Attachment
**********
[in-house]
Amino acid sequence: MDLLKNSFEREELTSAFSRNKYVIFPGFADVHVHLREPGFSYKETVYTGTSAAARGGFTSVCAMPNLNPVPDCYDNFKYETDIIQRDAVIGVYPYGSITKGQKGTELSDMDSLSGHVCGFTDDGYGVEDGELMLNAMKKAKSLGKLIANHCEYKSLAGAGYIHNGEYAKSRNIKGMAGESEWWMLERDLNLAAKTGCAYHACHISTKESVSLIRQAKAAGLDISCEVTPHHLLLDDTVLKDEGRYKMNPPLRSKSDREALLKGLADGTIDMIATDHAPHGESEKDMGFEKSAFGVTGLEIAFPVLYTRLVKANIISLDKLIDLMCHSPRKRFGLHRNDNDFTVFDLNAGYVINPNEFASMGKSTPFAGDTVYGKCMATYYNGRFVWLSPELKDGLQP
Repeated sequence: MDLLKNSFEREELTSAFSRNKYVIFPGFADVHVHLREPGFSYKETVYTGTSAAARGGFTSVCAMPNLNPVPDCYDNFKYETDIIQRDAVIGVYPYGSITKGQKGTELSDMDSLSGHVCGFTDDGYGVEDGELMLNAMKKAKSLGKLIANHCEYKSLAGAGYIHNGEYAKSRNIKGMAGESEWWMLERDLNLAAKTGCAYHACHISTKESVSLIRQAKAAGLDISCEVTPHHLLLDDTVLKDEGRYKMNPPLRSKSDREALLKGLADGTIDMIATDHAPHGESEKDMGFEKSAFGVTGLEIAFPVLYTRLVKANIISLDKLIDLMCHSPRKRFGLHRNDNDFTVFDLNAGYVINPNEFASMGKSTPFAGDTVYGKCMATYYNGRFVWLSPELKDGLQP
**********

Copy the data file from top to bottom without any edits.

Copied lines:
[in-house]
Amino acid sequence: MDLLKNSFEREELTSAFSRNKYVIFPGFADVHVHLREPGFSYKETVYTGTSAAARGGFTSVCAMPNLNPVPDCYDNFKYETDIIQRDAVIGVYPYGSITKGQKGTELSDMDSLSGHVCGFTDDGYGVEDGELMLNAMKKAKSLGKLIANHCEYKSLAGAGYIHNGEYAKSRNIKGMAGESEWWMLERDLNLAAKTGCAYHACHISTKESVSLIRQAKAAGLDISCEVTPHHLLLDDTVLKDEGRYKMNPPLRSKSDREALLKGLADGTIDMIATDHAPHGESEKDMGFEKSAFGVTGLEIAFPVLYTRLVKANIISLDKLIDLMCHSPRKRFGLHRNDNDFTVFDLNAGYVINPNEFASMGKSTPFAGDTVYGKCMATYYNGRFVWLSPELKDGLQP
Repeated sequence: MDLLKNSFEREELTSAFSRNKYVIFPGFADVHVHLREPGFSYKETVYTGTSAAARGGFTSVCAMPNLNPVPDCYDNFKYETDIIQRDAVIGVYPYGSITKGQKGTELSDMDSLSGHVCGFTDDGYGVEDGELMLNAMKKAKSLGKLIANHCEYKSLAGAGYIHNGEYAKSRNIKGMAGESEWWMLERDLNLAAKTGCAYHACHISTKESVSLIRQAKAAGLDISCEVTPHHLLLDDTVLKDEGRYKMNPPLRSKSDREALLKGLADGTIDMIATDHAPHGESEKDMGFEKSAFGVTGLEIAFPVLYTRLVKANIISLDKLIDLMCHSPRKRFGLHRNDNDFTVFDLNAGYVINPNEFASMGKSTPFAGDTVYGKCMATYYNGRFVWLSPELKDGLQP